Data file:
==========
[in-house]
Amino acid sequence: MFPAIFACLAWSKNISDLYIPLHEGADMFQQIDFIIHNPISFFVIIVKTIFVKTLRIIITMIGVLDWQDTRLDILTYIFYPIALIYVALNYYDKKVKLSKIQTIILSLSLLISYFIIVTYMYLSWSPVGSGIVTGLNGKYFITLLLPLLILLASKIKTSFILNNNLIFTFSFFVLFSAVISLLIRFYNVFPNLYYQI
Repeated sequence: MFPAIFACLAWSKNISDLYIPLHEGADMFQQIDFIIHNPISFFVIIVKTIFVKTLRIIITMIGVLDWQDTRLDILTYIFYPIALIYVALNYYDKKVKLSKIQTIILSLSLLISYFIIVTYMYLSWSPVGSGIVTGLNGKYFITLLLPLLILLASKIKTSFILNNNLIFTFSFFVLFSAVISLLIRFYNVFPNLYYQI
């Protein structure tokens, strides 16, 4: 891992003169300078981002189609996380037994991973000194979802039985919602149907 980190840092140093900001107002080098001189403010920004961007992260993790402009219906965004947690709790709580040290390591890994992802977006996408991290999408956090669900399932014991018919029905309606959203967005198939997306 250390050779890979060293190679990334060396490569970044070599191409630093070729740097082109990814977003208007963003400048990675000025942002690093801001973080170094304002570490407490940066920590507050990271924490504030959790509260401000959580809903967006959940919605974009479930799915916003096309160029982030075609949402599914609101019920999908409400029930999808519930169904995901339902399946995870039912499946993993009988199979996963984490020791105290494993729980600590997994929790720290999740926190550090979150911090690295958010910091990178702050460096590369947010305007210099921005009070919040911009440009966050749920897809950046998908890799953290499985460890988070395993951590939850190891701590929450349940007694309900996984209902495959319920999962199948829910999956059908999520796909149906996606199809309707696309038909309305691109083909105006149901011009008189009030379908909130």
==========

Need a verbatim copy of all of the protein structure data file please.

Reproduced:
[in-house]
Amino acid sequence: MFPAIFACLAWSKNISDLYIPLHEGADMFQQIDFIIHNPISFFVIIVKTIFVKTLRIIITMIGVLDWQDTRLDILTYIFYPIALIYVALNYYDKKVKLSKIQTIILSLSLLISYFIIVTYMYLSWSPVGSGIVTGLNGKYFITLLLPLLILLASKIKTSFILNNNLIFTFSFFVLFSAVISLLIRFYNVFPNLYYQI
Repeated sequence: MFPAIFACLAWSKNISDLYIPLHEGADMFQQIDFIIHNPISFFVIIVKTIFVKTLRIIITMIGVLDWQDTRLDILTYIFYPIALIYVALNYYDKKVKLSKIQTIILSLSLLISYFIIVTYMYLSWSPVGSGIVTGLNGKYFITLLLPLLILLASKIKTSFILNNNLIFTFSFFVLFSAVISLLIRFYNVFPNLYYQI
């Protein structure tokens, strides 16, 4: 891992003169300078981002189609996380037994991973000194979802039985919602149907 980190840092140093900001107002080098001189403010920004961007992260993790402009219906965004947690709790709580040290390591890994992802977006996408991290999408956090669900399932014991018919029905309606959203967005198939997306 250390050779890979060293190679990334060396490569970044070599191409630093070729740097082109990814977003208007963003400048990675000025942002690093801001973080170094304002570490407490940066920590507050990271924490504030959790509260401000959580809903967006959940919605974009479930799915916003096309160029982030075609949402599914609101019920999908409400029930999808519930169904995901339902399946995870039912499946993993009988199979996963984490020791105290494993729980600590997994929790720290999740926190550090979150911090690295958010910091990178702050460096590369947010305007210099921005009070919040911009440009966050749920897809950046998908890799953290499985460890988070395993951590939850190891701590929450349940007694309900996984209902495959319920999962199948829910999956059908999520796909149906996606199809309707696309038909309305691109083909105006149901011009008189009030379908909130």